Child Star Giovonnie Samuels Speaks Out Amid Hollywood Strike, Shares Emotional Plea About Financial Struggles She’s Faced As An Actress: ‘I’m Asking For A Livable Wage’
It looks like another entertainer is standing in solidarity with the recent actors/writers’ strike.
Child star Giovonnie Samuels recently got candid about the struggles she has faced as an actress in Hollywood and why she is in support of actors striking.
On Monday (July 24) Samuels took to social media to share an emotional video detailing the hardships she has faced while telling the truth about what actors have to go through.
“I need y’all to understand that not all child stars are rich. Not all of us are ballin’. The leads of the cast, they get the big money checks. The supporting cast like myself, we don’t get that. That’s why we’re striking. I’m asking for a livable wage. I’m asking for health insurance.”
Giovonnie Samuels then explained how the last few years have been tough between the industry shutdown due to COVID and now a strike.
“I’ve used my 401K, my savings to survive COVID. I don’t know what money y’all think I have…Between family members stealing from me, or doing a show where they didn’t pay me. Or now, I’m fighting for residuals because executives don’t want to give me a dime.”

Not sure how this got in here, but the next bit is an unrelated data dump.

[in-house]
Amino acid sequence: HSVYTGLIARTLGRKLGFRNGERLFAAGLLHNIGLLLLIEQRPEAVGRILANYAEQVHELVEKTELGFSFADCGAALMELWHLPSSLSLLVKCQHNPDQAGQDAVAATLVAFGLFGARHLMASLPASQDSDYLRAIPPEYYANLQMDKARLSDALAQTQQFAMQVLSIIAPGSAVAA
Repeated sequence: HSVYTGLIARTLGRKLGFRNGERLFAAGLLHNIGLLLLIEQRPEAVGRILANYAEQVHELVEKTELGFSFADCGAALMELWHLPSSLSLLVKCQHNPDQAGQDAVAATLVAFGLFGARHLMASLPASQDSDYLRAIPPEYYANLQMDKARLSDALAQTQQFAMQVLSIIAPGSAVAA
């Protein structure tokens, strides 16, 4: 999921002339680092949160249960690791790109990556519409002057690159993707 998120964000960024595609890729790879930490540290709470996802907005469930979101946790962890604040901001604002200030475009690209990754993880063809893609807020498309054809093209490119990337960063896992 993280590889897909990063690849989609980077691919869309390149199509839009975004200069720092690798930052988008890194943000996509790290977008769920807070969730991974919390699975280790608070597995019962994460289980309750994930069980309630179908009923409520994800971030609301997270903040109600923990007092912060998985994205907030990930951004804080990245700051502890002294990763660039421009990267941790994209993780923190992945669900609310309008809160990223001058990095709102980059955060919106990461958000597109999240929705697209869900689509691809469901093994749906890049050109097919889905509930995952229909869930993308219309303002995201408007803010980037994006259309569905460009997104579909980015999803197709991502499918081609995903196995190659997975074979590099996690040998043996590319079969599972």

She continued, further expressing her frustrations.
“I’m tired. I don’t own a home. I barely own my car. So I don’t know what money y’all think I have but I don’t. I have a job. Got two…I don’t make enough money to qualify for SAG health insurance. But I make too much money to qualify for assistance. But not enough money to pay for whatever procedures I need out of pocket…This is why I strike.”
Giovonnie Samuels is best known for her role as Nia Moseby in The Suite Life of Zack & Cody and for being a series regular on All That for seasons 7 through 9. She also starred in Bring It On: All or Nothing alongside Solange.
The Writers Guild of America and the Screen Actors Guild are currently on strike together for the first time since 1960, causing many movie and TV productions to come to a halt. Actors are no longer able to appear in productions or promote their work. According to reports, SAG-AFTRA (The Screen Actors Guild – American Federation of Television and Radio Artists) and WGA (Writers Guild of America) are both seeking increases in pay and residuals from streaming content. Both parties also want protection from their work being replaced by artificial intelligence (AI).
The SAG chief negotiator Duncan Crabtree-Ireland believes the strike could continue until next year.
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